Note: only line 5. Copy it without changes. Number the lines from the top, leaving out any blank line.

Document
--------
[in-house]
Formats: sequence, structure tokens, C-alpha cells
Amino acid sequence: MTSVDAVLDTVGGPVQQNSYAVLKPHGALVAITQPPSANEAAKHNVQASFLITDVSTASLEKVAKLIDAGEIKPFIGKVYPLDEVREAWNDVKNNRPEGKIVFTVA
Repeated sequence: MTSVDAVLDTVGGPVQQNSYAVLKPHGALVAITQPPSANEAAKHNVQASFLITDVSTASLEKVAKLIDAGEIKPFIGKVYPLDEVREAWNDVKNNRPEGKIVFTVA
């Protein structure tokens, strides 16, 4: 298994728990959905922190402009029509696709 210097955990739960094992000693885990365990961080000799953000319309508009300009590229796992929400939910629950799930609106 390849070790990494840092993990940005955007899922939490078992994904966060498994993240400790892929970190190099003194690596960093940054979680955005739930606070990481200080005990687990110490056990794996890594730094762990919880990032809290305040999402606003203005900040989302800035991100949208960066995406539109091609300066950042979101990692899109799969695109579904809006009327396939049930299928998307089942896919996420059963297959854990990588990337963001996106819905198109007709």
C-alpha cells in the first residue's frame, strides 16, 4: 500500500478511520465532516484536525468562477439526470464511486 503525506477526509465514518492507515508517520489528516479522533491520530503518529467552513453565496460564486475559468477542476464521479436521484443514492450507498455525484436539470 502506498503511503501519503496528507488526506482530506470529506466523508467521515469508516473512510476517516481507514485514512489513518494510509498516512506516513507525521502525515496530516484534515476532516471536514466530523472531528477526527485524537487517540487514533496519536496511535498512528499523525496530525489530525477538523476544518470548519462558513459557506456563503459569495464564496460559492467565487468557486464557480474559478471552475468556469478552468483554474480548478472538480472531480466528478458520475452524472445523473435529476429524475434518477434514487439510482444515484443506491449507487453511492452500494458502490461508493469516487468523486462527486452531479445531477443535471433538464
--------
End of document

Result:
């Protein structure tokens, strides 16, 4: 298994728990959905922190402009029509696709 210097955990739960094992000693885990365990961080000799953000319309508009300009590229796992929400939910629950799930609106 390849070790990494840092993990940005955007899922939490078992994904966060498994993240400790892929970190190099003194690596960093940054979680955005739930606070990481200080005990687990110490056990794996890594730094762990919880990032809290305040999402606003203005900040989302800035991100949208960066995406539109091609300066950042979101990692899109799969695109579904809006009327396939049930299928998307089942896919996420059963297959854990990588990337963001996106819905198109007709």